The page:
Newspaper article The Evening Standard (London, England)

Welcome Proof That Our Kids Haven't Been Ruined by the Digital Revolution

Newspaper article The Evening Standard (London, England)

Welcome Proof That Our Kids Haven't Been Ruined by the Digital Revolution

Article excerpt

Byline: Samuel Fishwick The Viewer

Planet Child ITV, 9pm THE austere TV mantra "never work with children or animals" doesn't sit well with today's insatiable Age of Cute. David Attenborough debunked it partly by achieving some success sending his Planet Earth documentary crews into unsuspecting birds' nests without anyone's eyes getting clawed out.

Anyone witnessing the viral success of every "Charlie bit my finger" YouTube-a-like or, you know, You've Been Framed, will also follow the logic that, if you stick a video camera in front of a small child, what follows will be totes adorbs with the right edit.

And so to the imaginatively titled Planet Child, ITV's "bold series of scientific experiments", which marries a bit of both. Setting out to capture the interior lives of four to seven-year-olds in the UK, it compares them with the lives of children on the other side of the planet. The children are obviously very sweet no brats allowed! even if they are semi-aware hostages to a pretty trying series of "experiments". Yes, I am wowed that six-year-old Michi and his unfeasibly large rucksack are allowed to commute to school through Tokyo's rush hour. Sorry, sending three control groups of well-behaved (and heavily supervised) children on a bus to find the London Eye does not equate.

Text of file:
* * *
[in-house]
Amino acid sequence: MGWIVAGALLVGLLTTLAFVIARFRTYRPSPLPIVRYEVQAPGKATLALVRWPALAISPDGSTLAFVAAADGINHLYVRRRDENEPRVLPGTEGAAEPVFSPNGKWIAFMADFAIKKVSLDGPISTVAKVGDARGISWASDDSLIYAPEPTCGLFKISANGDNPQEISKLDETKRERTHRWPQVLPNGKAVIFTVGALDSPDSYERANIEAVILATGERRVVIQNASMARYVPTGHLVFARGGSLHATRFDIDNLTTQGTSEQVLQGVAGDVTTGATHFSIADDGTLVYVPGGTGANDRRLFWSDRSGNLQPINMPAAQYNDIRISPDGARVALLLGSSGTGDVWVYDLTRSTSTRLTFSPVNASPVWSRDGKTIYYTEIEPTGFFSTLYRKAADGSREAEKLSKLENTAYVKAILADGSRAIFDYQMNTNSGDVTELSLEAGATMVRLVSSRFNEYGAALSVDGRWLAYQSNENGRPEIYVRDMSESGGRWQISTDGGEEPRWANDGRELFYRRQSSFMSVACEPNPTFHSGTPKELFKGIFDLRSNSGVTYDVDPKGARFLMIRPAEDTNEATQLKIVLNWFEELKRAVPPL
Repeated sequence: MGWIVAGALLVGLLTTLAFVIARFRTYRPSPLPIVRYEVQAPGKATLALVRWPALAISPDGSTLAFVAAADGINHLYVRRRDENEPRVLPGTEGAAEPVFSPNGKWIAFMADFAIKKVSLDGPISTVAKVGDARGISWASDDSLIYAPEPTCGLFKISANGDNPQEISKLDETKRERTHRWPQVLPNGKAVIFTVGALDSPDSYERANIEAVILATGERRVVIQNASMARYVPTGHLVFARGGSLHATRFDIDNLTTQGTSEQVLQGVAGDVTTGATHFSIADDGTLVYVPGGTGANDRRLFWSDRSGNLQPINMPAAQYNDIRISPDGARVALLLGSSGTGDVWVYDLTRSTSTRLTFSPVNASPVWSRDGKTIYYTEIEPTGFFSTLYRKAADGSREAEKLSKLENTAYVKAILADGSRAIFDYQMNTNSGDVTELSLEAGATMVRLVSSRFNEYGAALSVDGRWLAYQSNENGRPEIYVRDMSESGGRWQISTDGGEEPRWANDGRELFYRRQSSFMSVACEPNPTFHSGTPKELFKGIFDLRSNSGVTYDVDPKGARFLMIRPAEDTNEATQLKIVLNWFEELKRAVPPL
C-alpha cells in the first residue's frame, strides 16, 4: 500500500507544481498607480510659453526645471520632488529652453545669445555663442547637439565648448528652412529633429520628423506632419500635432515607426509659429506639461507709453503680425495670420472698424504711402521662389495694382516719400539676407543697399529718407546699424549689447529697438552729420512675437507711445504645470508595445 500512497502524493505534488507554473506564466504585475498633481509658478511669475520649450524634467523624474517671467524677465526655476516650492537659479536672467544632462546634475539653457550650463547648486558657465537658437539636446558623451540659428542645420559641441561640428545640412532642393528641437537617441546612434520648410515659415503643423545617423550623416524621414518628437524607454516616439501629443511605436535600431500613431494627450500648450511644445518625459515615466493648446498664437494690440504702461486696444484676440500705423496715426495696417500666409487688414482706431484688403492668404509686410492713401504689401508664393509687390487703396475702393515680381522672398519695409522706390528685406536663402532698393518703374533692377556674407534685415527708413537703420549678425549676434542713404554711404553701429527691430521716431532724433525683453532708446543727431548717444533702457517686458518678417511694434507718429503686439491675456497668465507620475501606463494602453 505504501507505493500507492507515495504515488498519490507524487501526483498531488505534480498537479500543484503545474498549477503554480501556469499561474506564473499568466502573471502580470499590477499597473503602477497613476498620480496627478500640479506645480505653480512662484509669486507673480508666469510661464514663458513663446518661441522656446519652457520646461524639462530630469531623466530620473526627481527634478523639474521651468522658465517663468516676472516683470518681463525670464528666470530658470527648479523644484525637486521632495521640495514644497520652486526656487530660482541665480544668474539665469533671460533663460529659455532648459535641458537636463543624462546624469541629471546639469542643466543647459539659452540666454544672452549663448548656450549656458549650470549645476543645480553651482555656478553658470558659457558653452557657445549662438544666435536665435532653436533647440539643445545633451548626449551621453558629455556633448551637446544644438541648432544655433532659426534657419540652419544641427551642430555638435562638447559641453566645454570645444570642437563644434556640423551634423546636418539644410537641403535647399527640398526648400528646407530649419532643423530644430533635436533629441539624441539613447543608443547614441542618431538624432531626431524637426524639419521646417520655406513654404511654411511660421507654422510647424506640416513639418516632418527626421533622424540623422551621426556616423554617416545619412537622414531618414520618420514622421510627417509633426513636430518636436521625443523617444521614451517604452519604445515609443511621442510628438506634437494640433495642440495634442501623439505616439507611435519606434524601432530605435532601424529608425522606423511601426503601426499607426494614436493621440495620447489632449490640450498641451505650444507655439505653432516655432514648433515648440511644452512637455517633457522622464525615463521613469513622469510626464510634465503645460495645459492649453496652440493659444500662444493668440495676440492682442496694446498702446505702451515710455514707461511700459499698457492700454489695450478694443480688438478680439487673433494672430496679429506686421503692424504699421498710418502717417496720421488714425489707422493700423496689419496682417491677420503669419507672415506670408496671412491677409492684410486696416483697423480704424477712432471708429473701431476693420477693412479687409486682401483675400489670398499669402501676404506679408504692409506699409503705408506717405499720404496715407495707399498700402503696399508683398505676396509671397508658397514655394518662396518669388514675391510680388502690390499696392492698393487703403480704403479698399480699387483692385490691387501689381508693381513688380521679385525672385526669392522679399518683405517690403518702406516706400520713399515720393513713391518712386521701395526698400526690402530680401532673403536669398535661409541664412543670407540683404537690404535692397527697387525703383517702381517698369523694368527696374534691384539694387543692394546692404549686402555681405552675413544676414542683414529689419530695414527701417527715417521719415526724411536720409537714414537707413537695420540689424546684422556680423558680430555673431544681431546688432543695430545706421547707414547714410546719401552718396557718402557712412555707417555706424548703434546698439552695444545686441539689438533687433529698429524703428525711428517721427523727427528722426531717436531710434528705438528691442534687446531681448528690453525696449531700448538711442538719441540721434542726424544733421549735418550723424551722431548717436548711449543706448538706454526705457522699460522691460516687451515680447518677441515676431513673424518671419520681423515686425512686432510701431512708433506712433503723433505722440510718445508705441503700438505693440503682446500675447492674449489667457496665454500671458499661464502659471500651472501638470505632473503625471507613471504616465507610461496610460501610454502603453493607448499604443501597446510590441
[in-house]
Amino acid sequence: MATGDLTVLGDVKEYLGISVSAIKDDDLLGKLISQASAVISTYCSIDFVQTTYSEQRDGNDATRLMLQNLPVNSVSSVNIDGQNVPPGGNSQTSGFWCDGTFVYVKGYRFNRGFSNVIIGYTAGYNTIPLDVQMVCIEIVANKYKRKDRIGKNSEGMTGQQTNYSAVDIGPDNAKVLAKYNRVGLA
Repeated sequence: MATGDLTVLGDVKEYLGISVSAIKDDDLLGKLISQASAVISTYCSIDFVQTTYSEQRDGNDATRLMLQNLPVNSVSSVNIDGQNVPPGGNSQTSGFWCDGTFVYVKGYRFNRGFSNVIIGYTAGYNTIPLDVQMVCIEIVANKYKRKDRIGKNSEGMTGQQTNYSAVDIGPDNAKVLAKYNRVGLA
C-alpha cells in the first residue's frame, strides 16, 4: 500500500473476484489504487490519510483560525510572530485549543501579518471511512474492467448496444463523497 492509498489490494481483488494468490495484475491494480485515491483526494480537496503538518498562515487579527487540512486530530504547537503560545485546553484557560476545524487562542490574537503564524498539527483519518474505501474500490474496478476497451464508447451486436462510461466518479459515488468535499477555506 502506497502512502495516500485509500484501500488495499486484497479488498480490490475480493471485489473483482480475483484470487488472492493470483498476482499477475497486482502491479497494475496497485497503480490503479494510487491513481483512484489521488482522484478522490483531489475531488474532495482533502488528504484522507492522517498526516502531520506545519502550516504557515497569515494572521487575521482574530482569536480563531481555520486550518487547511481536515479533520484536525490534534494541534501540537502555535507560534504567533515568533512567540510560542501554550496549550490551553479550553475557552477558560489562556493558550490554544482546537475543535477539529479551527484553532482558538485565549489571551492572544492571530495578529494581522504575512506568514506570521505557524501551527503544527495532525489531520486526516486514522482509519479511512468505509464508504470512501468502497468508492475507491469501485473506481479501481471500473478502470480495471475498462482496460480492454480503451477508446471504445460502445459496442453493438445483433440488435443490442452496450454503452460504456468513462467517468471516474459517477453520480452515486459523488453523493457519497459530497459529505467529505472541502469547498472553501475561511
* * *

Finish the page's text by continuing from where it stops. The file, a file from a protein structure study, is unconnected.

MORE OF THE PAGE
I don't want to imply that I am a messy viewer who lives for the drama but, quite frankly, Planet Earth pans out rather inevitably. The children successfully navigate their way from Lambeth to Waterloo with the help of a map which, to be fair, is quite impressive, but the implication is that they're going to be totally hopeless because they've had their minds addled by PlayStation, tablets used by a third of under sevens in the UK, says the narrator and a lack of outdoor playtime. Three quarters of under-sevens spend less time outside than prison inmates. …

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